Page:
Friday, January 13, 2012

Friends of HKS: Guest Blogger Series

I'm Jennifer Montero. I work on a private estate in South West England alongside my husband, who has the fancy title of Head Gamekeeper. He produces and releases pheasants and partridge for formal driven shooting, a traditional sport in the UK. 
I'm the 'gamekeeper's wife' - helping care for the birds, training our pack of gun dogs, shooting wild game and vermin, and producing stews and cakes year-round to keep the workers fed. In my not-so-spare time I tend to our animals, including my flock of Polled Dorset sheep, and 40 acres of our land. 
I'm figuring it out as I go along.
When Laura and Amelia asked me to be one of their guest bloggers, my first thought was “Wow! I’m honoured. But what the heck can I possibly write about that would interest their readers?” (My second thought was that they were both complete geniuses for outsourcing their blog posts during the holiday season. That’s why their blog is so good –they’re both smart cookies). 

Well, I don’t know a lot, but I’m learning a lot. In fact, pretty much every day of my life is a new challenge, from learning to spot-weld a hole in my trailer, to diagnosing sick sheep, to the etiquette of addressing British aristocracy properly.

I know, that sounds like a strange skills set to have. Let me tell you how I got here. Maybe I should tell you where I come from first. I’m American, but I’ve been living in Britain for the past 17 or so years. Except for that one year I spent in France. That’s where it all started.

Picture this: a non-French speaking, 30-something American woman rents a house in rural France because she dreams of starting a small farm. France has great weather, and the land is much cheaper than in England. She starts by digging up a long rectangle of turf in the middle of the lawn, then drives to Mr. Bricolage to buy seeds (her favourite store because Mr Bricolage is fun to say). She sows many rows of plants and flowers, ignoring the spacing guidelines on the packets. In fact, she ignores all the instructions on all the packets. She assumes nature will provide.  Nature should have provided her with some common sense.  Nothing comes up but a few weak green bean plants and a small crop of Cosmos (pretty but inedible). The moles move in. Gilbert, the octogenarian farmer who lives next door, comes over to show her how to ‘pique le taupe’ by pushing rose bush stems in the ground to deter moles (incidentally doubling both her French vocabulary and gardening skills at the same time). Then, the soil she dug over bakes hard due to the sun and a sparse watering regimen, creating a concrete-like cap over all the remaining seeds.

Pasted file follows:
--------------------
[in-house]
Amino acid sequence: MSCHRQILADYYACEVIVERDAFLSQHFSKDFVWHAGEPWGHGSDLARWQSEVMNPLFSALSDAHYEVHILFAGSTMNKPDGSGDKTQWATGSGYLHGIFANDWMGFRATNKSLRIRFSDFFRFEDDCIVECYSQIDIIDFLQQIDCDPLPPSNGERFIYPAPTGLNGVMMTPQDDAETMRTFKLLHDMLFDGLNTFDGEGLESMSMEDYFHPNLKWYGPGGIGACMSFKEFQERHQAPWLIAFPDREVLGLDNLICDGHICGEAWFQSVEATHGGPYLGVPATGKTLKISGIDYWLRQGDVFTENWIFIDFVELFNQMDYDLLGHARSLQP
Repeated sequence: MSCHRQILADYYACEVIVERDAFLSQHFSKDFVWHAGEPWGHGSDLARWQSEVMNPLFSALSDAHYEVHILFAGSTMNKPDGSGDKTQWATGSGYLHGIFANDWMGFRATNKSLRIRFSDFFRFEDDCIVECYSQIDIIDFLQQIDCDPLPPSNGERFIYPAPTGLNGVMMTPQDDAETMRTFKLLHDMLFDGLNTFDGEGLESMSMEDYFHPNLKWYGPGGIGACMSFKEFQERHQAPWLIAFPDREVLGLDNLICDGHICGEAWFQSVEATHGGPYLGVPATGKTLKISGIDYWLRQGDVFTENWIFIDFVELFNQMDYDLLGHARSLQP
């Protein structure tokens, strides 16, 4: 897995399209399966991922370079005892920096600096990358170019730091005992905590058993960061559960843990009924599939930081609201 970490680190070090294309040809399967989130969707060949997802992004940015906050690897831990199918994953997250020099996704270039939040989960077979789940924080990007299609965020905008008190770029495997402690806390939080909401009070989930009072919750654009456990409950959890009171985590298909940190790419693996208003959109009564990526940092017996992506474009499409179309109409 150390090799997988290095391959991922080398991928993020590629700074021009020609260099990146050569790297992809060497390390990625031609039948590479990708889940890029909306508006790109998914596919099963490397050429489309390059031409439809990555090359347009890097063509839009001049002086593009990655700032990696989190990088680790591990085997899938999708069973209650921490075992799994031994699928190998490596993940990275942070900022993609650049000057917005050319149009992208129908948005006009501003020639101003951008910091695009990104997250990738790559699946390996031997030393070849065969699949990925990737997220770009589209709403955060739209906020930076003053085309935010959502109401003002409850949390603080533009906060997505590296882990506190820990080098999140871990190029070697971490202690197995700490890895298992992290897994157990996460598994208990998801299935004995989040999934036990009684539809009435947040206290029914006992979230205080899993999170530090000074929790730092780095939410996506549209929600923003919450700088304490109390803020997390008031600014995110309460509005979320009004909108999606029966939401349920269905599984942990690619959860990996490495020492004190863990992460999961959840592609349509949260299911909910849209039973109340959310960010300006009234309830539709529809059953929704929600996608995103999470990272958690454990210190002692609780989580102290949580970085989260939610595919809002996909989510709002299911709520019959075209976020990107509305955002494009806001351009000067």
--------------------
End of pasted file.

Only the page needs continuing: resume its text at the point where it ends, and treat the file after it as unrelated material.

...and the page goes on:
At the same time, the greengage tree in the garden fruits beautifully but, not recognising the edible bounty in front of her face, most of it falls to the ground and rots. (Gilbert’s wife made all of hers into confiture.)The woman realizes something: she doesn’t know anything about gardening. Or soil conditions. Or how much to water plants. Or seed sowing. Or farming techniques of any kind.

That was ten years ago. That woman – OK, it was me - came back from France humbled, with a big, long list of skills that needed undertaking. I enrolled in gardening school, took tractor-driving courses, and learned how to reverse a trailer, and use a chainsaw. Soon, I got a job on an English estate as a Head Gardener (hence learning to deal with aristocracy). Being in charge of a large garden was a stretch for my blossoming skills but I managed. And I got better at it.

I can look back over the past decade and measure my improvement, but while I was learning, it often felt like I would never know enough to succeed, or even to cope sometimes.

So, this is my manifesto for you would-be small farmers and urban homesteaders: JUST START. You will fail often, but you’ll get better. Start at the beginning with something. Maybe you don’t know how to ameliorate your soil to grow fodder maize. So grow potatoes in a tub instead. Maybe you are new to raising your own animals for food, and you’re squeamish about the killing process. That’s OK. You have not got to conquer all of it at once. There are intermediate steps you can take to get there. In fact, I can help you with this last one.